Every individual must be well equipped to deal logically with the enormous mass of information overflowing from media: both printed and none printed. His decision making process should be rational and logical. He should be able to judge and figure out whether the information presented to him is original or fabricated and faked to serve somebody else’s interests. Thus, we see that one of the most tormenting problems faced by the instructors of present era is to develop critical reading skills in the readers of today (McRaith).
Critical reading involves a very broad definition. It involves understand the idea the author of the text is trying to infer to, Owens links critical reading to structural analysis (Bosley). Critical reading requires the reader to evaluate at regular intervals as to what he is reading. It involves reading text not just for the sake of it, but rather in a much practical sense. This means that the readers should be able to relate the text with the practical aspects of their own lives and to the happenings in the surroundings (Fulginiti). The readers should be able to read between the lines. The author at times might get a little sarcastic in the text, or might make use of some similes and metaphors. The readers should be able to understand the meaning underlying their figures of speech. Amy Class suggests that it is important for the readers to use their own intellect and logic to form opinion about whether they agree or disagree with the text presented to them (Bosley). This should be preceded by a thorough evaluation of the author’s text from all dimensions.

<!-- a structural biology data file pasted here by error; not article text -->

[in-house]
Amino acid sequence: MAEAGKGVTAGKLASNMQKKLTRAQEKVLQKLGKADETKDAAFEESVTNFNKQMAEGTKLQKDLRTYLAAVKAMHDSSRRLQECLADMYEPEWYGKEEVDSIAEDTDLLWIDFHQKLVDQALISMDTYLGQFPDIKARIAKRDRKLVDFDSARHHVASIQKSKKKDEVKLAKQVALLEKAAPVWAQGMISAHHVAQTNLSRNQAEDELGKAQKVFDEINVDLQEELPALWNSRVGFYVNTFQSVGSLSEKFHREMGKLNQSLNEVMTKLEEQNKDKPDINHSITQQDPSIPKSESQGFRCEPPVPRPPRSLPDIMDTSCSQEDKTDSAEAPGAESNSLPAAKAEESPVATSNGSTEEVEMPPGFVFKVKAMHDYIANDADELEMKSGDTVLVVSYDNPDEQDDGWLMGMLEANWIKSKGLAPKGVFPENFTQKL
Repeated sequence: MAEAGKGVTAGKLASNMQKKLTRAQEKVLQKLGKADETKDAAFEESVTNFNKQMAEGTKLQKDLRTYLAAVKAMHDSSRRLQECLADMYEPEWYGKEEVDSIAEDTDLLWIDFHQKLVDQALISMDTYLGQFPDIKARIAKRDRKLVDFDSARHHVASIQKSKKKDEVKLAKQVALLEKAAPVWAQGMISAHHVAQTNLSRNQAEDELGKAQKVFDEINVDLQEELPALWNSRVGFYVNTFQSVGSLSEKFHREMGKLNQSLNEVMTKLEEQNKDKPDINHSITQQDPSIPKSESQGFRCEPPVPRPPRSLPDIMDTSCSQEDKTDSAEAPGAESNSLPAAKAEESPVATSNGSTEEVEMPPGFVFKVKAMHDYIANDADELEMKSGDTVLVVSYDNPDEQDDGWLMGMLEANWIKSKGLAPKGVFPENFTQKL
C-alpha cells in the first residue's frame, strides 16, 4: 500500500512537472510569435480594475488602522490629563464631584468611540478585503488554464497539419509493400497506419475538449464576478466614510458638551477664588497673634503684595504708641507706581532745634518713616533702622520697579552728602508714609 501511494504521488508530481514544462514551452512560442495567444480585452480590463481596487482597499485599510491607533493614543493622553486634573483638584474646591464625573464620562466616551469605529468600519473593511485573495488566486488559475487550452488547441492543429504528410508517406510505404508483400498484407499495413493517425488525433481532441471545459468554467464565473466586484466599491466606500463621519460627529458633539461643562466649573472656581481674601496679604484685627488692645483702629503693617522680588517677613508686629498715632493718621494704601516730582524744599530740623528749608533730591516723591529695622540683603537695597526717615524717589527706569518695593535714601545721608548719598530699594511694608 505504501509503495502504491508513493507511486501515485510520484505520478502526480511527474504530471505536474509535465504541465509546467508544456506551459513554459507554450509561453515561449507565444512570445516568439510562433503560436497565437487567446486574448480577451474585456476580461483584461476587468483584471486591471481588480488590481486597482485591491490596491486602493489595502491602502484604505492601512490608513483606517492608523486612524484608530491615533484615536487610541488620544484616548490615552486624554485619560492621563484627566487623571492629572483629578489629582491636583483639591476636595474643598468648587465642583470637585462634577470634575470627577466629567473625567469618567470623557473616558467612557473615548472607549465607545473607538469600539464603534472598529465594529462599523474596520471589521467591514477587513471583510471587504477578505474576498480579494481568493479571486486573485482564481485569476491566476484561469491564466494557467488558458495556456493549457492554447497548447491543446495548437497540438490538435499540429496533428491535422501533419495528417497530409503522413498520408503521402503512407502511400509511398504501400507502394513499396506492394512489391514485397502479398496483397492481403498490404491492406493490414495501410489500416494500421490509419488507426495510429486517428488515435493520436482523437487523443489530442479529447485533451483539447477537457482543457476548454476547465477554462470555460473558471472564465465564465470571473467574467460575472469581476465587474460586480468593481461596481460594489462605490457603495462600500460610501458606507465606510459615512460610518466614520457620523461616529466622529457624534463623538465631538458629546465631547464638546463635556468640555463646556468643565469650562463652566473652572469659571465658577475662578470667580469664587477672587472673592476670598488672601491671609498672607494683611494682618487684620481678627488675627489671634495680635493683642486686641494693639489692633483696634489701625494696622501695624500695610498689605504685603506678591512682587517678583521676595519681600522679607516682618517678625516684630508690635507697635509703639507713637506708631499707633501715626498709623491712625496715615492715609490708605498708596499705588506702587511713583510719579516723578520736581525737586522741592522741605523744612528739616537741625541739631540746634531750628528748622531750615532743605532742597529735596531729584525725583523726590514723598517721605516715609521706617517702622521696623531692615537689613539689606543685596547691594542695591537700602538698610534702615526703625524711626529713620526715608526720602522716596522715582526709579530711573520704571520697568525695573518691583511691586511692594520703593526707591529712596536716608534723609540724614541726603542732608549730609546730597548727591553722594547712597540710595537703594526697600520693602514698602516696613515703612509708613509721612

It is a common saying that leaders are readers (Charles J. Gadway). They critically read and eventually evaluate the information to grasp the relevant and leave out the irrelevant things. The importance of critical reading in business is very critical. In businesses, a lot of deals are involved which can change the course of